Now, this was a series that I truly loved as a kid. I can recall coming upon this issue of SECRET SOCIETY OF SUPER-VILLAINS on the spinner rack at my local 7-11. I was a big Green Lantern fan based on his back-ups in FLASH and appearances in JUSTICE LEAGUE, and Dick Giordano’s cover was enough to make me pick up the issue based on his appearance alone. It was still relatively rare in these days to see different super heroes in unexpected places like this.


Like ALL-STAR COMICS, SECRET SOCIETY OF SUPER-VILLAINS was a product of “Conway’s Corner”, Gerry Conway’s new editorial office within DC. And Like ALL-STAR, SSoSV tapped into my fannish love for the DC universe while treating it more like the Marvel Universe. Taking the approaches he learned while working over at Marvel, Conway pulled together all sorts of different elements from throughout DC’s publishing line into a single series, bringing a sense of larger continuity to DC than it had evidenced before.


To start with, needing a regular heroic character for the Society to contend with, Conway brings back Captain Comet, formerly a feature in Julie Schwartz’s STRANGE ADVENTURES series, and last seen in a story something like 15 years previous to this. Conway recasts Comet more as a traditional super hero (he’d been more of a science fiction crusader before this), adding in a dollop of Captain America by making him a Man Out Of Time, as he returns to Earth decades after he left it.


So when the ill-informed Comet happens across Green Lantern in combat with two members of the Secret Society, Hi-Jack and Gorilla Grodd, he weighs in on the side of the villains due to their being the underdogs. (Apparently, for all that he just spent two decades roaming the skyways, Comet never encountered any other Green Lanterns out there.) Impressed by his aid, the duo takes him back to their Sinister Citadel, where they propose him for membership in the group, despite the fact that he clearly isn’t a card-carrying villain like them.


In building his Secret Society cast, Conway drew from all of the best and most recent developments within the DC line as well, one of which was Manhunter, the strip done by Archie Goodwin and Walt Simonson. Despite the fact that their Manhunter had perished at the end of their run, Conway brought a clone of him into SSoSV as a trojan horse among the villains. And so, at the first opportunity, Manhunter seeks Captain Comet out to give him te real skinny on the Society–one that Comet is already aware of thanks to his mind-reading talents.


But before things can become too talky, the pair is attacked by Mantis, a creation of Jack Kirby who had previously appeared in FOREVER PEOPLE. Conway was making Kirby’s Fourth World a centerpiece of his SSoSV plot, and this was the first time I got to encounter Darkseid or any of his minions. Again, Conway was knitting together the assorted strands of the nascent DCU in the manner of Roy Thomas at Marvel. Special note should also be given to the artwork of Pablo Marcos here. Marcos most often worked in the States as an inker, as super heroes weren’t particularly his forte, but I really liked the job he did all through this issue.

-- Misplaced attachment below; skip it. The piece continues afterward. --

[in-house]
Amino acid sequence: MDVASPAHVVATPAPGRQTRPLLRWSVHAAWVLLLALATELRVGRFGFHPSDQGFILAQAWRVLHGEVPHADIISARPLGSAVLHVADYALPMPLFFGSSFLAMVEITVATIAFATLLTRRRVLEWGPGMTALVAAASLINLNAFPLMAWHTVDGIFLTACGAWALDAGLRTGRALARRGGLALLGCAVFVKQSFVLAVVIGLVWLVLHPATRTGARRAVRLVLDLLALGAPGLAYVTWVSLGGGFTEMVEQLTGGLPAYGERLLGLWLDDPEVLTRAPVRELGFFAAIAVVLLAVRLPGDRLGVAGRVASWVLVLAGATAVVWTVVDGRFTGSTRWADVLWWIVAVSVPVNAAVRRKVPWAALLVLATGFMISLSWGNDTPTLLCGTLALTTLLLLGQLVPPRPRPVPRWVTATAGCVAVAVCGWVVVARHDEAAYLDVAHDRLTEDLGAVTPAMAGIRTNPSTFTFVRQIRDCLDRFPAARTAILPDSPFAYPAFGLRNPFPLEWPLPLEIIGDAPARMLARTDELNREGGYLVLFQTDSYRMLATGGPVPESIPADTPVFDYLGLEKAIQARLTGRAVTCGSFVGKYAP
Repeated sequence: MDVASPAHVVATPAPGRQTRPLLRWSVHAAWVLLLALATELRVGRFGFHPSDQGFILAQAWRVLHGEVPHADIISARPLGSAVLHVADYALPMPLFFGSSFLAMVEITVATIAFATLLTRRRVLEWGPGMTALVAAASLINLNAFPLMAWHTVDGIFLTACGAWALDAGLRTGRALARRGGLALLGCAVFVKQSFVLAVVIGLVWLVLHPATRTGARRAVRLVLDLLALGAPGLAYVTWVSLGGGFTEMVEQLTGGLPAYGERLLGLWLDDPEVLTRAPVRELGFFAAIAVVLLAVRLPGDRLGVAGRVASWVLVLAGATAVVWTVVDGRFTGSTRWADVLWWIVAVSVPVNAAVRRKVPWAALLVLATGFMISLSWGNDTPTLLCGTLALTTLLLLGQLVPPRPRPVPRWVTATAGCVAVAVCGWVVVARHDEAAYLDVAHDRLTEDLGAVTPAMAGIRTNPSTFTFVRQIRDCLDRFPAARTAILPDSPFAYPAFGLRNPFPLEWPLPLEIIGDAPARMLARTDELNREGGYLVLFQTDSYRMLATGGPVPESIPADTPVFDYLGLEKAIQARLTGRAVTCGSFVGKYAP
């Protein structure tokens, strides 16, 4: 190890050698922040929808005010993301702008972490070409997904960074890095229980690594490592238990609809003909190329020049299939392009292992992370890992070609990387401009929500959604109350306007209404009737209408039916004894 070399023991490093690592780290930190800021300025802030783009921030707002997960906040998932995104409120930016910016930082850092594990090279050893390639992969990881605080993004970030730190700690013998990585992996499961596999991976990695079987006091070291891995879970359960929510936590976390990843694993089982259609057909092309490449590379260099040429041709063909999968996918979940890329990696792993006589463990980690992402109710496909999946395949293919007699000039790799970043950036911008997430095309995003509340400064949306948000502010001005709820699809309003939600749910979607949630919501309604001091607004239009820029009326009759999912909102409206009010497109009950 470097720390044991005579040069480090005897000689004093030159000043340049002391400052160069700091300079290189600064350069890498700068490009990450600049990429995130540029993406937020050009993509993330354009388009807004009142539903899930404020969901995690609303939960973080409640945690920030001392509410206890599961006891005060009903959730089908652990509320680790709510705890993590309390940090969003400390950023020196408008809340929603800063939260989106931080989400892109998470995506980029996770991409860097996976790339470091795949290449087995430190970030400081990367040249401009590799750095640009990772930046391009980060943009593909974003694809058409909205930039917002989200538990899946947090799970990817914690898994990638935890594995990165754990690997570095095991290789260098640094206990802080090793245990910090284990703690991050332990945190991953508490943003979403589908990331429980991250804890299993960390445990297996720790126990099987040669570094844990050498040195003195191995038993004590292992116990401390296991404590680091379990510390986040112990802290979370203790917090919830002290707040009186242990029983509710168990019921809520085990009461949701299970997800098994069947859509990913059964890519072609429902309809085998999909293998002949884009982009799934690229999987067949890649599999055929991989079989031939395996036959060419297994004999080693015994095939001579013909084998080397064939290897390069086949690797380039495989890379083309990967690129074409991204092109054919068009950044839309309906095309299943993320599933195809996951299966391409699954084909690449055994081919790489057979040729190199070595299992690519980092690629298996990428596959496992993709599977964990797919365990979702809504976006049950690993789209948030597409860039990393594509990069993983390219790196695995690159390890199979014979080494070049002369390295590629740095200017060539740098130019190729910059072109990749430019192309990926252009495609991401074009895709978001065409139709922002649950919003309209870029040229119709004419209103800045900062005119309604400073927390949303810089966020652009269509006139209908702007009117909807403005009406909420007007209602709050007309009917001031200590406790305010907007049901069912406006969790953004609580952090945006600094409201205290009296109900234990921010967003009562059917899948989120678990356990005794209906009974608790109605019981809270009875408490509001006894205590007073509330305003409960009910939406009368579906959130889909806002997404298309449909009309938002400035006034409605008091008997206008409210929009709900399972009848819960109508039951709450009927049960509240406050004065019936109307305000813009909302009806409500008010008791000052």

Anyway, Comet and Manhunter fight off Mantis, and the next day they bring the other Society members to a hidden base where they are introduced to the machinations of their secret benefactor on Earth, Darkseid. Manhunter wants to recruit them to fight against Darkseid–but before he can complete his sales pitch, the crew is once again attacked by Mantis and his minions.


And after a brief struggle, the issue ends on a cliffhanger of sorts when the page count expires. Will the Society serve Darkseid, or stand against him? It must be said, if you were a kid who bought this comic for Captain Cold or Grodd or the other villains, you probably went away disappointed, as they were nothing but background players in the issue. But for me, this was heady stuff. You can see that Conway used a plotting style more akin to that of Marvel in this period, with an emphasis on fights and characterization rather than complex plotting. But I dug it.


Conway also took a page from Marvel’s book by adding a Stan’s Soapbox-like column to his various letters pages, soliciting feedback from his readership and addressing them directly. This manner of direct outreach and personality-building was a new thing at DC which had always maintained a professional distance from its audience. 


  1. Nice blog: I’ve just discovered it!
    Appreciate the insight, Tom – with the ‘soapbox’ etc – on how Conway was Marvel-ising matters.
    Was Conway a little TOO ahead of his time on his storytelling style in the light of how poorly this title sold (as did many DC titles prior to the 1978 ‘Implosion’!)?
    With comics circulations plummeting all-round and cover prices rising, would the ‘Marvel Zombies’ have avoided this title since their reaction may have been “urgh, Marvel-lite”? While DC fans may have wanted more of what they were used to? Again, this is all supposition.
    I would certainly say that a decade hence this would have been a non-issue considering ex-Marvel staffers Thomas, Conway, Wolfman, Wein et al were at DC and the two companies’ output was beginning to strongly resemble each other in storytelling style?
    A further point on the ‘soapbox’: Conway deliberately mentions the Spidey-Superman crossover, another melding of Marvel & DC.
    I’m putting together my own popular culture website so – if it’s OK by you – I will use these musings as a basis for a blog post.
    Regards, Pete


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